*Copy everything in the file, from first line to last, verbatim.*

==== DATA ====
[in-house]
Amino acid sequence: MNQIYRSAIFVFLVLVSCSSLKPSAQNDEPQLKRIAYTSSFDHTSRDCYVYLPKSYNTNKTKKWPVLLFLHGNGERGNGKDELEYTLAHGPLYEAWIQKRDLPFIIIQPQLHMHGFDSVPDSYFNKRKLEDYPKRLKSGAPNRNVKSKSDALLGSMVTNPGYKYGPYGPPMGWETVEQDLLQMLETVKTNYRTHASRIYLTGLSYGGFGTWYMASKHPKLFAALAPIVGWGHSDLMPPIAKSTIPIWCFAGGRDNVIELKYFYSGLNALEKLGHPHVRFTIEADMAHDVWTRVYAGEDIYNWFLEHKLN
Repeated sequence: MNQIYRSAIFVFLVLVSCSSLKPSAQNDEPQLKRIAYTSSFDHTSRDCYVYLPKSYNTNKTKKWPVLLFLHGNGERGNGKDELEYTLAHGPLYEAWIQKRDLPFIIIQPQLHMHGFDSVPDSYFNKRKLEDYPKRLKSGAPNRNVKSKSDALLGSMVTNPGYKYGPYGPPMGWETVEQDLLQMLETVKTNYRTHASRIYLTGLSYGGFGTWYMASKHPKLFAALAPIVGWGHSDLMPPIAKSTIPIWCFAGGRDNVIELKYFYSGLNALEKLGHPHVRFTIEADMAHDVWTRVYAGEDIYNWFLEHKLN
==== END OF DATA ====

[in-house]
Amino acid sequence: MNQIYRSAIFVFLVLVSCSSLKPSAQNDEPQLKRIAYTSSFDHTSRDCYVYLPKSYNTNKTKKWPVLLFLHGNGERGNGKDELEYTLAHGPLYEAWIQKRDLPFIIIQPQLHMHGFDSVPDSYFNKRKLEDYPKRLKSGAPNRNVKSKSDALLGSMVTNPGYKYGPYGPPMGWETVEQDLLQMLETVKTNYRTHASRIYLTGLSYGGFGTWYMASKHPKLFAALAPIVGWGHSDLMPPIAKSTIPIWCFAGGRDNVIELKYFYSGLNALEKLGHPHVRFTIEADMAHDVWTRVYAGEDIYNWFLEHKLN
Repeated sequence: MNQIYRSAIFVFLVLVSCSSLKPSAQNDEPQLKRIAYTSSFDHTSRDCYVYLPKSYNTNKTKKWPVLLFLHGNGERGNGKDELEYTLAHGPLYEAWIQKRDLPFIIIQPQLHMHGFDSVPDSYFNKRKLEDYPKRLKSGAPNRNVKSKSDALLGSMVTNPGYKYGPYGPPMGWETVEQDLLQMLETVKTNYRTHASRIYLTGLSYGGFGTWYMASKHPKLFAALAPIVGWGHSDLMPPIAKSTIPIWCFAGGRDNVIELKYFYSGLNALEKLGHPHVRFTIEADMAHDVWTRVYAGEDIYNWFLEHKLN